So two yahoos from Southie in my hometown of Boston severely beat up a Hispanic homeless guy earlier this week. While being arrested, one of the brothers reportedly told police that "Donald Trump was right, all of these illegals need to be deported."
Jen Senko believes that her father was brainwashed. As Senko, a New York filmmaker, tells it, her father was a "nonpolitical Democrat." But then he transferred to a new job that required a long commute and began listening to conservative radio host Bob Grant during the drive.
"Hey, I watched when the World Trade Center came tumbling down. And I watched in Jersey City, New Jersey, where thousands and thousands of people were cheering as that building was coming down. Thousands of people were cheering." It was a hell of a revelation.
On May 31st, president Barack Obama strolled into the bright sunlight of the Rose Garden, covered from head to toe in the slime and ooze of the Benghazi and IRS scandals. In a Karl Rove-ian masterstroke, he simply pretended they weren’t there and changed the subject. The topic? Student loans.
Last October, Chris Rock drove from his New Jersey home to Greenwich Village's Comedy Cellar and slipped inside undetected. The Comedy Cellar charges patrons $24 to see anonymous comics, with the unspoken tease that you might see Louis C.K. or Amy Schumer working on new material.
Indianapolis, Indiana, May 3rd, 2016, a little before 8:30 p.m. Texas Sen. Ted Cruz strode onstage beneath a gorgeous stained-glass relief in the city's Union Station. The hall was doubling as a swanky bar for an upscale local hotel, and much of the assembled press was both lubricated and impatient.
As Adele steers through a South London high street in her four-door Mini Cooper, with her toddler's vacant car seat in back and the remains of a kale, cucumber and almond-milk concoction in the cup holder, a question occurs to her.
In California's San Joaquin Valley, about halfway between Bakersfield and Fresno, on the outskirts of the fly-infested, windblown, stink-soaked, dry-mouth town of Corcoran, sits the squat, sprawling expanse of Corcoran State Prison, where Charlie Manson is serving out the rest of a life sen
This generation is radically rethinking straight sex and marriage, but at what cost? In Part One of a two-part series, Rolling Stone goes under the covers in search of new approaches to intimacy, commitment and hooking up.
They're already building the inaugural stand on the west side of the Capitol building. In six weeks, Donald Trump will stand on it, in front of thousands, and take the oath of office to become the 45th president of the United States. What happens next is anyone's guess. But here's what we do know.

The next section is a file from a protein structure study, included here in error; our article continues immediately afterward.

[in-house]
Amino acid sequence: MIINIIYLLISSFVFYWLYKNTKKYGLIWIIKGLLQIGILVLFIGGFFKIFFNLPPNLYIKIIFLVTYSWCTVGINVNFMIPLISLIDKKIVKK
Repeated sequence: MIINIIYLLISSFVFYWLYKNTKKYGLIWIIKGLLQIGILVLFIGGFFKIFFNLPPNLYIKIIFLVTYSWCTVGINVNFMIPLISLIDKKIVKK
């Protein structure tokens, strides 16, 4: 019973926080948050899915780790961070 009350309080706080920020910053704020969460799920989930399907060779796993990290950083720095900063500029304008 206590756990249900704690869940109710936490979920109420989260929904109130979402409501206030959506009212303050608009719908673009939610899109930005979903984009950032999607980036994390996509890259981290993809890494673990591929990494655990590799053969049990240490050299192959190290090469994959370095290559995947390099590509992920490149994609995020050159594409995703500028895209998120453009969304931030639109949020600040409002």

It's funny what being held at gunpoint will do to you. And being held at gunpoint by a megalomaniacal rock star? Well, that doesn't feel very good at all.
Former Director of National Intelligence James Clapper appeared on Meet the Press this past weekend to discuss the Trump-Russia scandal. Chuck Todd asked: Were there improper contacts between the Trump campaign and Russian officials?
I was disappointed to hear that Rolling Stone had endorsed Hillary Clinton, but I also understood. In many ways, the endorsement by my boss and editor, Jann Wenner, read like the result of painful soul-searching, after this very magazine had a profound influence on a similar race, back in 1972.
On the Internet today you will find thousands, perhaps even millions, of people gloating about the death of elephantine Fox News founder Roger Ailes. The happy face emojis are getting a workout on Twitter, which is also bursting with biting one-liners. Roger Ailes has died.
On a wind-swept, frigid night in February 2009, a 37-year-old schoolteacher named Scott Nailor parked his rusted '92 Toyota Tercel in the parking lot of a Fireside Inn in Auburn, Maine. He picked this spot to have a final reckoning with himself. He was going to end his life.
The accent comes up out of Nashville, by way of Georgia, makes a dash across the States and ends up vaguely California. He sounds a bit like Kris Kristofferson; looks uncannily like his late brother, Duane. The hotel television is on; the sound is off.
The first thing you need to know about Goldman Sachs is that it's everywhere. The world's most powerful investment bank is a great vampire squid wrapped around the face of humanity, relentlessly jamming its blood funnel into anything that smells like money.
When a jury decided in March of 2015 that Robin Thicke, Pharrell William and Clifford "T.I." Harris were guilty of copyright infringement in lifting elements of their song "Blurred Lines" from the Marvin Gaye classic "Got to Give It Up," the estate of Marvin Gaye grew several million dollars richer.
The great criticism of Mitt Romney, from both sides of the aisle, has always been that he doesn't stand for anything. He's a flip-flopper, they say, a lightweight, a cardboard opportunist who'll say anything to get elected. The critics couldn't be more wrong. Mitt Romney is no tissue-paper man.
Welcome to robot nursery school," Pieter Abbeel says as he opens the door to the Robot Learning Lab on the seventh floor of a sleek new building on the northern edge of the UC-Berkeley campus.
In the orange light of late afternoon, a mile-long Army convoy of 33 heavily loaded trucks crossed a bridge over the Tigris River into the dusty, trash-strewn streets of Al Amarah, Iraq. Sgt. Stuart Redus was at the wheel of a boxy old big-rig, 28th in line, with Staff Sgt.
'How'd I get screwed into going to this dinner?" demands Gen. Stanley McChrystal. It's a Thursday night in mid-April, and the commander of all U.S. and NATO forces in Afghanistan is sitting in a four-star suite at the Hôtel Westminster in Paris.